Writing a Game Concert Suite - The Prophetic Chronicles
I've long been a fan of video game and film concerts, with some of the first ones I saw being 2011's The Legend of Zelda Symphony of the Goddesses, and 2004's The Lord of the Rings Symphony, and Tour de Japon: Music from Final Fantasy - I do have a thing for fantasy orchestra concerts! With that background in mind, I set to work on a concert suite of my own, which I just completed last night. The project has about a year's worth of history; and in this blog post, I'm going to mainly cover the composition and production aspects that made up the final video. This will be available on the site in about a week. On my violinist.com blog, you can read about the performance and recording aspects of the project, as I played four violin parts myself.
At the start of 2020, before the pandemic, I was planning a piece for the Illinois Modern Ensemble to perform, as they typically have a couple concerts dedicated to student compositions every year. I had just been sharing tracks I had put together for the VGM Academy's #21DaysofVGM challenge, where we would write music based on prompts every day in January, with my composition professor at the time, Dr. Rick Taube. He asked me why this music couldn't be used for a concert, which before that point, I had never thought about mixing my concert music and my growing interest in video game music. However, I became quite excited by the idea, and set to work in GarageBand trying to fit the original sound files together to see what arrangement they would be in.
As a quick aside, you can listen to all the tracks I submitted for the challenge here. The prompts were given in 5 levels, and I went through and picked a new one to work on each day. There were several composers I was inspired by when I was composing this music. The strings direction of the samurai music definitely came from Masashi Hamauzu and blending his style with Maurice Ravel and my own. Other melodies or orchestration elements were inspired by Nobuo Uematsu and Yoko Shimamura; and the "Evil's Bane" track included nine notes from a tone-row that became the central motif of that theme. Koji Kondo was certainly in my mind when it came to writing for the Mario fan-game over the summer, but also for melodic writing for this challenge. I did take Junichi Masuda's heroic Main Theme for the original Pokémon Game Boy games in a jazz direction, which was at one point part of my GarageBand tracks but was ultimately cut from the final piece. I don't remember much of the process of composing these tracks, other than I had a special notebook I would sketch all my ideas in, then set up a Finale file with a specific instrumentation, and use the Finale playback for the submission. It was a lot of music to write every single day, but it helped being on holiday break before I went back to campus.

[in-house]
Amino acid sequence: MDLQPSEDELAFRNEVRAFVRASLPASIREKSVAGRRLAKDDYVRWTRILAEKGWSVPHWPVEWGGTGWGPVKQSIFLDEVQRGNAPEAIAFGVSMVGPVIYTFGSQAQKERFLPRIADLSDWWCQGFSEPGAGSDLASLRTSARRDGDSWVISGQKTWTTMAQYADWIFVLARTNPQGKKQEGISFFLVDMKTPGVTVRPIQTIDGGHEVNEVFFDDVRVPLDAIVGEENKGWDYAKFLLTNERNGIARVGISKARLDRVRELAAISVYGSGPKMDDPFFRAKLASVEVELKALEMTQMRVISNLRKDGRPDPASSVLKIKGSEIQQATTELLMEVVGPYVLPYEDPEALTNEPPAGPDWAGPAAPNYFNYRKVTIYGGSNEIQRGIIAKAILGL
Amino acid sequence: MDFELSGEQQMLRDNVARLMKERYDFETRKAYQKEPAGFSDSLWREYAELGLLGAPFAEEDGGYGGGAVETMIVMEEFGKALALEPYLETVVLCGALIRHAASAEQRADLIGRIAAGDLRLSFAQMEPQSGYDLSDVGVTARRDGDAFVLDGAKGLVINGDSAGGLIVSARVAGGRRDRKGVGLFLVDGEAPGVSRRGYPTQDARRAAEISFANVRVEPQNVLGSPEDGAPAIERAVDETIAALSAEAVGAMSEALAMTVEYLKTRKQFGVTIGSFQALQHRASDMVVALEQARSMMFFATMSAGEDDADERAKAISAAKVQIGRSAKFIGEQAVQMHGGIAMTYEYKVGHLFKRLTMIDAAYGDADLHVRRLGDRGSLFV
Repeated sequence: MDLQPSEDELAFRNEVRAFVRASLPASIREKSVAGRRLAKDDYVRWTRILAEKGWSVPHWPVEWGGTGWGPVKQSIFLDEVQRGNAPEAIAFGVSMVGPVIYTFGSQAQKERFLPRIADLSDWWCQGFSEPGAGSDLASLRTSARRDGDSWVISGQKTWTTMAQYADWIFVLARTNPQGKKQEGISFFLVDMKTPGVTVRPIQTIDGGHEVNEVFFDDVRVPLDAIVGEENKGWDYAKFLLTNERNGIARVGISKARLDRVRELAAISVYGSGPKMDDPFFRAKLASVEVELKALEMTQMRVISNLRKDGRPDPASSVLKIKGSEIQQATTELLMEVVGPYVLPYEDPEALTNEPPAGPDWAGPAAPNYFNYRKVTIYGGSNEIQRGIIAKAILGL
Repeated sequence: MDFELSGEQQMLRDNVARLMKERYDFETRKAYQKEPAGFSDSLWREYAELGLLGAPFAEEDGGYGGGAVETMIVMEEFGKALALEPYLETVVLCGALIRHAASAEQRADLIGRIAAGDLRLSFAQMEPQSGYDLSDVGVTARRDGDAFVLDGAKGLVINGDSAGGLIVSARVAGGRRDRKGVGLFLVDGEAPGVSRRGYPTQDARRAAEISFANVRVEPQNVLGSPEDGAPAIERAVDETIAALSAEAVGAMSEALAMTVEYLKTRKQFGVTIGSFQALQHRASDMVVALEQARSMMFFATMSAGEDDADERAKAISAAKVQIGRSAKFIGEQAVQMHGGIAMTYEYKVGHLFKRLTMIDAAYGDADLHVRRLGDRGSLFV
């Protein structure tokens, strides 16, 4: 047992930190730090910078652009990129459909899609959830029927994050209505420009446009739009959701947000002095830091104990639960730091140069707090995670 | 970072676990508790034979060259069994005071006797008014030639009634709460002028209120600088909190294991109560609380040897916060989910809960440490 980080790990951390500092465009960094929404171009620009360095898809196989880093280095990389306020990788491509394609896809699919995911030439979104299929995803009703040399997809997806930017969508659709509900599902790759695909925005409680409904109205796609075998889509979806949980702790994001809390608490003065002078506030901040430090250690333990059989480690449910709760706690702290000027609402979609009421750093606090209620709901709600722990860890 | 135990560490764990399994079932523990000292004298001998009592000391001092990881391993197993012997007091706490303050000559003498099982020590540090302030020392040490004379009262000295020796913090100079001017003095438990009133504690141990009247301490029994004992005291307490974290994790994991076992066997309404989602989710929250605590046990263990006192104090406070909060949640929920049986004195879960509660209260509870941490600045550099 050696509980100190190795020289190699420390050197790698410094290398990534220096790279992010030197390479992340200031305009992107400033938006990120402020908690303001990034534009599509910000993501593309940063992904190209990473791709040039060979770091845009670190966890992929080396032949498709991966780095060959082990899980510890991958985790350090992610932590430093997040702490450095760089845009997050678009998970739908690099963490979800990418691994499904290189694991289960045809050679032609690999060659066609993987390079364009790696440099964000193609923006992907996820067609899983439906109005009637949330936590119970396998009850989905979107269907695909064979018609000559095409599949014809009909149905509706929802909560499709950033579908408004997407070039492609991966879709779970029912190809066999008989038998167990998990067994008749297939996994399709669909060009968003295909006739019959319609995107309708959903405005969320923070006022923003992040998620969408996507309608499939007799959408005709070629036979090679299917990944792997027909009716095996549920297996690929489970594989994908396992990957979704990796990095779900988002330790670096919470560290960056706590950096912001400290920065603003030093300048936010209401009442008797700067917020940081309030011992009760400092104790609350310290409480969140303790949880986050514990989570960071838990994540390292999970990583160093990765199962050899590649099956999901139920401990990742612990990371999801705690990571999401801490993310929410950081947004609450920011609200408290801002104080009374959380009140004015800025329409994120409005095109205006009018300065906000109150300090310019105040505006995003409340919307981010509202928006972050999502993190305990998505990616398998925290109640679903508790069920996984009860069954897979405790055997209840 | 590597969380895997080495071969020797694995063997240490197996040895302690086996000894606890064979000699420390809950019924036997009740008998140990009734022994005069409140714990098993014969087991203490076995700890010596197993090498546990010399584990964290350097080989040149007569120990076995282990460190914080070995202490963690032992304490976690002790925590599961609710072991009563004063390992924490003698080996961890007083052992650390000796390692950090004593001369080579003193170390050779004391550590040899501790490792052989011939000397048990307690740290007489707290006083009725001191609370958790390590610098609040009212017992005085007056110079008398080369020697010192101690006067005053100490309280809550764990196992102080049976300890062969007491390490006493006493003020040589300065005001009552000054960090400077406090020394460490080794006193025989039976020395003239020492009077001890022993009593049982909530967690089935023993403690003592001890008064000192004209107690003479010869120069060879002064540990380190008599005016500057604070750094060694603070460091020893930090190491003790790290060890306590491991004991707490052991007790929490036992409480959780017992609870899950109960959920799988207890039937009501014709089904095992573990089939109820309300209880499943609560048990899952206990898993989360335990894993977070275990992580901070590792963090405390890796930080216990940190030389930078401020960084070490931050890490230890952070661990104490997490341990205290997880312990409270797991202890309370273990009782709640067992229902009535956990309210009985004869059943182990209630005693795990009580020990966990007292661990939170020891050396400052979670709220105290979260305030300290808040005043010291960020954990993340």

Of course, in March, the pandemic hit, and the future of this piece became uncertain. I was finishing other projects at the time, and when the summer started I composed an original soundtrack to Super Mario Advance: Factory Subspace, which is available on the site, for my own fan-game. I then created a new Finale file for my VGM Suite, still opting to write it for the IME's requirements for now. I changed a few of the tracks from before to the new ones from the Mario game, and the medley formed as a blending of different music tracks I had composed throughout the year. In the fall, it started to become apparent I would not get a proper performance of this piece, and the project was side-lined for other things like my Horn Trio for the first New Music Collage Facebook recital. Just a finished score collecting dust on my computer.